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|Friday, May 11, 2012|
BY LINDA BAKER
Last fall I wrote a short piece about suburban housing developers moving into the inner city after the housing collapse and building high density infill houses instead of single-family subdivisions. I ended the story with a quote from Eli Spevak, a Portland developer who had been building such small-scale community projects for a number of years. Responding to my question about big-box developers encroaching on local territory, Spevak said their presence does re-enact a bit of the “local coffee shop vs. national coffee shop” dynamic. But as a proponent of high-density, low-impact living, he didn't want to complain. “I wish there were more,” he said.
I caught up with Spevak again yesterday, the day after he signed a $4.4 million construction loan from Pacific Continental Bank, the lender’s first new for-sale project since early 2007, according to Charlotte Boxer, Pacific Continental's president and director of commercial real estate. The loan will help finance Spevak’s latest project, Cully Grove, a 16-unit co-housing development in Northeast Portland. So far 15 units have pre-sold, no easy task in a city where there are virtually no new, for-sale multifamily developments.
Spevak attributes his ability to pre-sell the project to interest in cooperative living and “a great group of buyers,” about half of which are empty nesters and half families with children. The development consists of three 1,800-square-foot detached homes, which sold for about $420,000-$450,000. The remaining units are 1,500-square-foot duplexes and triplexes, which sold for about $320,000-$370,000.
The two-acre lot, which Spevak and his partner Zach Parrish purchased for $800,000, will also include community gardens, courtyards, an outdoor kitchen and small common house.
Spevak, who will break ground on Cully Grove this weekend, pointed to evidence that other alternative housing types are on the rise in Portland.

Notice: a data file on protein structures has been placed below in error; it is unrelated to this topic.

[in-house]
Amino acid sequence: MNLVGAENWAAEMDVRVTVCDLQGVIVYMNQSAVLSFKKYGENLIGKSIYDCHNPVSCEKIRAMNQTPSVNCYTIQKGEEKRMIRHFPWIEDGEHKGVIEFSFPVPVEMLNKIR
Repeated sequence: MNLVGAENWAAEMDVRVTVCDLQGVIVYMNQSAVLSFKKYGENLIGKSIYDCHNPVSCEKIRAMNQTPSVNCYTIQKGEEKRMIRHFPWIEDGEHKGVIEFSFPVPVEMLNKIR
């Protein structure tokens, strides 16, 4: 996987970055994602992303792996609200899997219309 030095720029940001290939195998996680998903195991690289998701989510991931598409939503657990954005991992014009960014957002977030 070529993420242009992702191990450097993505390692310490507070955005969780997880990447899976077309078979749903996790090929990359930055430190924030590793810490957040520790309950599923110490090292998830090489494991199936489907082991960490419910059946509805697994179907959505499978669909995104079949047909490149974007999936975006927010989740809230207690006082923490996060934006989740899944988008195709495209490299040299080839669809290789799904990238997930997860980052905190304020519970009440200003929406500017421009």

More specifically, the city is experiencing a boom in accessory dwelling units: self-contained homes built on the same lot as a single-family home. According to city of Portland data, these “ADUs” typically account for about 1 percent of new residential units. That figure increased to about 6 percent in 2010. The city expects to issue about 100 ADU permits this fiscal year, up from 70 last year.
Of course, the city’s decision in 2010 to waive system development charges for ADUs may have something to do with the increase. Those charges typically amount to $8,000-$12,000, making most people say “forget about it,” said Spevak, who lobbied for the waiver. The city also voted to increase the ADU size limits from one third to three quarters of the size of the main house.
In the years since the crash, anxious homeowners and homebuilders have wondered when the housing market will come back. But perhaps a more pertinent question is what form it will take when it does. Collectively, the success of Cully Grove, the increase in ADUs, the shift in city policy and yes, the decision on the part of big box developers to retool their projects for the inner city, all suggests that at least for a segment of the population, the future of housing is dense, flexible and more than a little neighborly.
Linda Baker is managing editor of Oregon Business.
Wednesday, August 06, 2014
BY LINDA BAKER | OB EDITOR
Portland startup Green Endeavor strikes gold, inking a partnership with Underwriters Laboratories, an Illinois-based consulting and certification company with offices in 46 countries.
Thursday, July 24, 2014
BY CLIFF HOCKLEY | OB GUEST CONTRIBUTOR
With the increasing retirements of Baby Boomers, a massive real estate shift has created a significant increase in demand for NNN properties. The result? Increased demand has triggered higher prices and lower yields.
Tuesday, July 08, 2014
BY LINDA BAKER | OB EDITOR
The New Yorker recently published a sharply worded critique of “disruptive innovation,” one of the most widely cited theories in the business world today. The article raises questions about the descriptive value of disruption and innovation — whether the terms are mere buzzwords or actually explain today's extraordinarily complex and fast changing business environment.
Update: We caught up with Portland's Thomas Thurston, who shared his data driven take on the disruption controversy.
Tuesday, August 19, 2014
BY TOM COX | OB BLOGGER
Tom Cox interviews Steve Balzac, author of "Organizational Psychology for Managers."
Thursday, July 03, 2014
BY TED AUSTIN & MIKE BAELE | GUEST CONTRIBUTORS
The Office of Economic Analysis announced that Oregon is currently enjoying the strongest job growth since 2006. While this resurgence has been welcome, the lingering effects of the 2008 “Great Recession” continues to affect Oregon businesses, especially with regard to estate planning and business succession.
Monday, July 07, 2014
BY TOM COX | OB BLOGGER
Named after the 2010 experiment by Thomas Ryan, "Robin Sages" are fake social media profiles designed to encourage linking and divulging valuable information.
Monday, June 30, 2014
Oregon Business magazine won two silver awards for excellence in writing in the National American Society of Business Publication Editors Western region competition.
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